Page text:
Current Thinking

401(k) Plan Design and Automatic Features

An automatic contribution arrangement (also known as automatic enrollment) is a feature in a retirement plan that allows an employer to “enroll” an eligible employee in the employer’s plan unless the employee affirmatively elects otherwise. “Enroll” in this context means that part of the employee’s wages are contributed to the retirement plan on the employee’s behalf. Most commonly, this feature is in 401(k) plans, but it can also be
included in the following types of plans that permit employees to make elective contributions:

403(b) plans;
457(b) plans maintained by governmental employers;
SARSEPs; and
SIMPLE IRA plans.

HOW DOES AN AUTOMATIC CONTRIBUTION ARRANGEMENT WORK?

The employer automatically reduces an employee’s wages by a default percentage stated in the plan and contributes that amount to the employee’s plan account as an automatic contribution. The employee may affirmatively choose not to contribute at the plan’s default percentage rate or to contribute a different amount. The employee is 100% vested in his or her automatic enrollment contributions.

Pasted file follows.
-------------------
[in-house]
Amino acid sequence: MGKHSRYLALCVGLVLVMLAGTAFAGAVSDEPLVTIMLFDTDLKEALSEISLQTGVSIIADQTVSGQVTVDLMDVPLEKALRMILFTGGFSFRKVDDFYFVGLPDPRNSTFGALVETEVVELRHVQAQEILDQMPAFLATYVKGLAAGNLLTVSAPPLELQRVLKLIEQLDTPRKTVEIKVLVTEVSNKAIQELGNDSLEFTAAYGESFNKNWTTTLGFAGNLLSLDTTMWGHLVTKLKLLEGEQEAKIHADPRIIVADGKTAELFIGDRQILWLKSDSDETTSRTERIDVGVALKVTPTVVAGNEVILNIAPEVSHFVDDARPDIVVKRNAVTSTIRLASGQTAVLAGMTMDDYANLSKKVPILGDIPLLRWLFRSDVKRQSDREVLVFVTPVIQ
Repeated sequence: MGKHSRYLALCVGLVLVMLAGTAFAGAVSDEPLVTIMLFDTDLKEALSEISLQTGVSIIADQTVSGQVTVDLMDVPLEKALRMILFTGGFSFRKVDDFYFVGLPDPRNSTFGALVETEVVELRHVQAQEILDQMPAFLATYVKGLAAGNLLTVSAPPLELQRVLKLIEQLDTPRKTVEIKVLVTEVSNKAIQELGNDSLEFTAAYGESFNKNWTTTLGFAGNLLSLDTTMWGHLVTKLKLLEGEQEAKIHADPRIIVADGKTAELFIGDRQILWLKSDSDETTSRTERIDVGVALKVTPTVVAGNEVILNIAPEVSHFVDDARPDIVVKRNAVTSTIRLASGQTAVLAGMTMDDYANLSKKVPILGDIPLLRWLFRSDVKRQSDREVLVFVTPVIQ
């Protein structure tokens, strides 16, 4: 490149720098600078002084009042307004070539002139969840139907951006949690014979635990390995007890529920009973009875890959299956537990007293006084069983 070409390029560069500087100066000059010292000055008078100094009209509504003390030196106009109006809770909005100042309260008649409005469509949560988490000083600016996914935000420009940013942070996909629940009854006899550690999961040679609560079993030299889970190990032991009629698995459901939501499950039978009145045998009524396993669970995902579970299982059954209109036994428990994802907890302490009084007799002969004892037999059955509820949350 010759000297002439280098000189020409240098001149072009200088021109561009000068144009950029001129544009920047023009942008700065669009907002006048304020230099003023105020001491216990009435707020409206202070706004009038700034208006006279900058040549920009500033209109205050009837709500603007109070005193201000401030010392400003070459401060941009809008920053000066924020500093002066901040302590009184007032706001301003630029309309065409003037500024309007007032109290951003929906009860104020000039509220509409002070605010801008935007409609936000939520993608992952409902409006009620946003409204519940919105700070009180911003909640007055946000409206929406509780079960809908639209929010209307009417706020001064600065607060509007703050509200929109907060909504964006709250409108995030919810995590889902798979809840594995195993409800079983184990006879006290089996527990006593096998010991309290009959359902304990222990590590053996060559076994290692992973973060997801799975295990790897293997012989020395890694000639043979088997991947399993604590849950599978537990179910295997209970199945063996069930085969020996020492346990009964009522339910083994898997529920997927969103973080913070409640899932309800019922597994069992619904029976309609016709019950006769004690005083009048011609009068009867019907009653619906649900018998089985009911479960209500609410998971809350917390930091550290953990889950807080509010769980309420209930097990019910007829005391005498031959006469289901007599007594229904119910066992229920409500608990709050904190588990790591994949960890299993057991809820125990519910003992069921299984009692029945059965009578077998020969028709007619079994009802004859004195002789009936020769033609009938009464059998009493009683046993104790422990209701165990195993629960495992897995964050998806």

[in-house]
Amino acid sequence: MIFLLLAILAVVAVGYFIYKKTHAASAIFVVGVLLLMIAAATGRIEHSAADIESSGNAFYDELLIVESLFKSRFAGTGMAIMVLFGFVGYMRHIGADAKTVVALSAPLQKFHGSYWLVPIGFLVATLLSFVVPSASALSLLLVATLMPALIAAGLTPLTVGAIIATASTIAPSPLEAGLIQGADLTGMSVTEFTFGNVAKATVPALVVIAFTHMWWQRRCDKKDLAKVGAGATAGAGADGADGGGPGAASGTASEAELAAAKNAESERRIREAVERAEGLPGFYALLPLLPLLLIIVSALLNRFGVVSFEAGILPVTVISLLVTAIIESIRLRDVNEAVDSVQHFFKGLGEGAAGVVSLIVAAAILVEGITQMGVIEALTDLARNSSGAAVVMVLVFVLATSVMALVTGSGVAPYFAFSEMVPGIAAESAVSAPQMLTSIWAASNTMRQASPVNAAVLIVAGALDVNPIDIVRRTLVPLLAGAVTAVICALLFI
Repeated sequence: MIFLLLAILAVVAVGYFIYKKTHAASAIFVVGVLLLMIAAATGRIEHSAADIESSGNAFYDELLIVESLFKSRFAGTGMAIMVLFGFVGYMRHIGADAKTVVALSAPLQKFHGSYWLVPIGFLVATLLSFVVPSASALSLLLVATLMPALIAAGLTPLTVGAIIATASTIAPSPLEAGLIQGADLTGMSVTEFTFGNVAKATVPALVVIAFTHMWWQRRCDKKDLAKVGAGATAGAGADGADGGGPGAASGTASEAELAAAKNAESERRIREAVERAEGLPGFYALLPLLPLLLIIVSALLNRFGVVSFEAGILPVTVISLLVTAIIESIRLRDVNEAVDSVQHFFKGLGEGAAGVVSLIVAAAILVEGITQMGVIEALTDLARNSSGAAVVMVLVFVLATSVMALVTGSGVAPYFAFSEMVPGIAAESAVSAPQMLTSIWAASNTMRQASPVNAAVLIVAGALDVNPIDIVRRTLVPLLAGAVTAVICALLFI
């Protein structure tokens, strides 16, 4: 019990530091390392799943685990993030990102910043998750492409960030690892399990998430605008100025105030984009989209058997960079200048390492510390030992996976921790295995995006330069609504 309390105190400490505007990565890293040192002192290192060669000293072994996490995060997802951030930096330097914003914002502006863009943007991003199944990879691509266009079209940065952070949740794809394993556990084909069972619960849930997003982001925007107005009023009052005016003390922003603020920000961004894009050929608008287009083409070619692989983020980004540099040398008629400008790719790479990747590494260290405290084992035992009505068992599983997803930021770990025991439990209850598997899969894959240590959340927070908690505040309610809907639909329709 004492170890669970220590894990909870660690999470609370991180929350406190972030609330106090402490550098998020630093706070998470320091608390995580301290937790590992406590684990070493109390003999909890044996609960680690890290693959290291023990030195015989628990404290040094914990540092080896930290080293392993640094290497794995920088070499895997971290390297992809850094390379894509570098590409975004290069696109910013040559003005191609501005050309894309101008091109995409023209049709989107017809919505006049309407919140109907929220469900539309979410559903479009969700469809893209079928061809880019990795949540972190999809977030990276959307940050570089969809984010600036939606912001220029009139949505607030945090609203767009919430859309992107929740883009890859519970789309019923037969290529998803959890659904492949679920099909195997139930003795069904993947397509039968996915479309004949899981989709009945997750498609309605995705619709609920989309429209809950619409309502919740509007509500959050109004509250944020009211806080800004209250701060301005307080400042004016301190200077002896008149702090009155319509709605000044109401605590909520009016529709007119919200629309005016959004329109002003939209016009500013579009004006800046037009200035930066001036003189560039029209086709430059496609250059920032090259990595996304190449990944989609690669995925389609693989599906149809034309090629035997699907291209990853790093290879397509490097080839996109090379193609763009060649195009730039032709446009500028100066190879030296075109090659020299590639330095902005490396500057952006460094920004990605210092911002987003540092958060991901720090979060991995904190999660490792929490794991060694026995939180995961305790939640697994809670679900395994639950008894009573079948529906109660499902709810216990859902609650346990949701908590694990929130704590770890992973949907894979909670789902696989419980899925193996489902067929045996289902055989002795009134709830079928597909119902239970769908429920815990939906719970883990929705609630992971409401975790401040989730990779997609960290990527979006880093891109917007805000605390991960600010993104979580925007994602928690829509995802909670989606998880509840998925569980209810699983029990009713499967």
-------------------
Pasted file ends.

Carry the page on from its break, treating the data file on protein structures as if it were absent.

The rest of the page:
Generally, most plans will deduct automatic contributions from an employee’s pre-tax wages. This means that the amounts deducted are not included in the employee’s taxable wages or subject to income tax withholding requirements. However, 401(k) and 403(b) plans that accept designated Roth contributions can specify that the automatic contributions will be designated Roth contributions, which means they are deducted from an employee’s after-tax wages. An employer must deposit an employee’s automatic enrollment designated Roth contributions into a designated Roth account.

WHAT ARE THE BENEFITS OF OFFERING AN AUTOMATIC CONTRIBUTION ARRANGEMENT?

An automatic contribution arrangement encourages employees to begin contributing to the plan as soon as they are eligible to join that plan and start saving for their retirement. It is also an effective way for an employer to increase participation in its retirement plan and make it easier for that plan to pass required annual non-discrimination testing.

ARE THERE DIFFERENT TYPES OF AUTOMATIC CONTRIBUTION ARRANGEMENTS?

Yes, besides the basic automatic contribution arrangement mentioned, which has been available for quite some time, more recent legislation introduced two new types of automatic contribution arrangements: an Eligible Automatic Contribution Arrangement (EACA); and a Qualified Automatic Contribution Arrangement (QACA).